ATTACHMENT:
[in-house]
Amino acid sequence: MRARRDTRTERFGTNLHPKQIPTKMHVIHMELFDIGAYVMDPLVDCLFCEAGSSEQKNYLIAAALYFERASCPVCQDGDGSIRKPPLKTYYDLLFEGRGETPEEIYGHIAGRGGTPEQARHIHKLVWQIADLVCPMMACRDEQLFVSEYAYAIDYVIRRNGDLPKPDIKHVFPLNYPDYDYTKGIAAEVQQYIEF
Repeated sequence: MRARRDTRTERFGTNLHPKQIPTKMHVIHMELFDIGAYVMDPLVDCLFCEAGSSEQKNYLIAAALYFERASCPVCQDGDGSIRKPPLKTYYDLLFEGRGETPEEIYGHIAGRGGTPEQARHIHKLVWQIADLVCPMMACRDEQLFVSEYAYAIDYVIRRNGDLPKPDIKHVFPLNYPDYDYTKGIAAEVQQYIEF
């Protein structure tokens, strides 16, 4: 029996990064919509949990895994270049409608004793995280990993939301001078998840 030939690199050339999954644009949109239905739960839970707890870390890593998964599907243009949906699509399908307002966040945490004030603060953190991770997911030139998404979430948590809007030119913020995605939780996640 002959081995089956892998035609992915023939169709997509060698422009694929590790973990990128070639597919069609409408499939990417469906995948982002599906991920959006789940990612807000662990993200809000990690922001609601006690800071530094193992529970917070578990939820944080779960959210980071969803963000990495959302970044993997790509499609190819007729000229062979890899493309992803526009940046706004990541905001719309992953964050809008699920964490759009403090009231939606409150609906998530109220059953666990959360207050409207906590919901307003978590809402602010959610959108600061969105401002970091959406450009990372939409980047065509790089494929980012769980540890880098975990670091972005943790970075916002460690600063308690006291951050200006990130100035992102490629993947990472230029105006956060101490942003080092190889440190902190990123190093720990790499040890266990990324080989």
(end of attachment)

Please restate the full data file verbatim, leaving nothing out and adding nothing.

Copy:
[in-house]
Amino acid sequence: MRARRDTRTERFGTNLHPKQIPTKMHVIHMELFDIGAYVMDPLVDCLFCEAGSSEQKNYLIAAALYFERASCPVCQDGDGSIRKPPLKTYYDLLFEGRGETPEEIYGHIAGRGGTPEQARHIHKLVWQIADLVCPMMACRDEQLFVSEYAYAIDYVIRRNGDLPKPDIKHVFPLNYPDYDYTKGIAAEVQQYIEF
Repeated sequence: MRARRDTRTERFGTNLHPKQIPTKMHVIHMELFDIGAYVMDPLVDCLFCEAGSSEQKNYLIAAALYFERASCPVCQDGDGSIRKPPLKTYYDLLFEGRGETPEEIYGHIAGRGGTPEQARHIHKLVWQIADLVCPMMACRDEQLFVSEYAYAIDYVIRRNGDLPKPDIKHVFPLNYPDYDYTKGIAAEVQQYIEF
């Protein structure tokens, strides 16, 4: 029996990064919509949990895994270049409608004793995280990993939301001078998840 030939690199050339999954644009949109239905739960839970707890870390890593998964599907243009949906699509399908307002966040945490004030603060953190991770997911030139998404979430948590809007030119913020995605939780996640 002959081995089956892998035609992915023939169709997509060698422009694929590790973990990128070639597919069609409408499939990417469906995948982002599906991920959006789940990612807000662990993200809000990690922001609601006690800071530094193992529970917070578990939820944080779960959210980071969803963000990495959302970044993997790509499609190819007729000229062979890899493309992803526009940046706004990541905001719309992953964050809008699920964490759009403090009231939606409150609906998530109220059953666990959360207050409207906590919901307003978590809402602010959610959108600061969105401002970091959406450009990372939409980047065509790089494929980012769980540890880098975990670091972005943790970075916002460690600063308690006291951050200006990130100035992102490629993947990472230029105006956060101490942003080092190889440190902190990123190093720990790499040890266990990324080989």